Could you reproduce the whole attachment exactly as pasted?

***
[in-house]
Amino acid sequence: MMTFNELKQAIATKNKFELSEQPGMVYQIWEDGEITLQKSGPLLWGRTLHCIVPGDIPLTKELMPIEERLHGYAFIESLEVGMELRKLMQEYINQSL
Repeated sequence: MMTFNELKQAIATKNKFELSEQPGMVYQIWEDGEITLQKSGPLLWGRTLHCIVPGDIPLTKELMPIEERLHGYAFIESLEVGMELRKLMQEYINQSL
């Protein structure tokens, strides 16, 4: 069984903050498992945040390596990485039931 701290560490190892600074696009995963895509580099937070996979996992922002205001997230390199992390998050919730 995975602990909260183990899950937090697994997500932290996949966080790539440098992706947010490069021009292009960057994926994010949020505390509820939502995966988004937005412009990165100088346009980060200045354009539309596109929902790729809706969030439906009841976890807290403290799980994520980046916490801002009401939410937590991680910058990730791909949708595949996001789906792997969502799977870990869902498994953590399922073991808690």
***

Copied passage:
[in-house]
Amino acid sequence: MMTFNELKQAIATKNKFELSEQPGMVYQIWEDGEITLQKSGPLLWGRTLHCIVPGDIPLTKELMPIEERLHGYAFIESLEVGMELRKLMQEYINQSL
Repeated sequence: MMTFNELKQAIATKNKFELSEQPGMVYQIWEDGEITLQKSGPLLWGRTLHCIVPGDIPLTKELMPIEERLHGYAFIESLEVGMELRKLMQEYINQSL
């Protein structure tokens, strides 16, 4: 069984903050498992945040390596990485039931 701290560490190892600074696009995963895509580099937070996979996992922002205001997230390199992390998050919730 995975602990909260183990899950937090697994997500932290996949966080790539440098992706947010490069021009292009960057994926994010949020505390509820939502995966988004937005412009990165100088346009980060200045354009539309596109929902790729809706969030439906009841976890807290403290799980994520980046916490801002009401939410937590991680910058990730791909949708595949996001789906792997969502799977870990869902498994953590399922073991808690």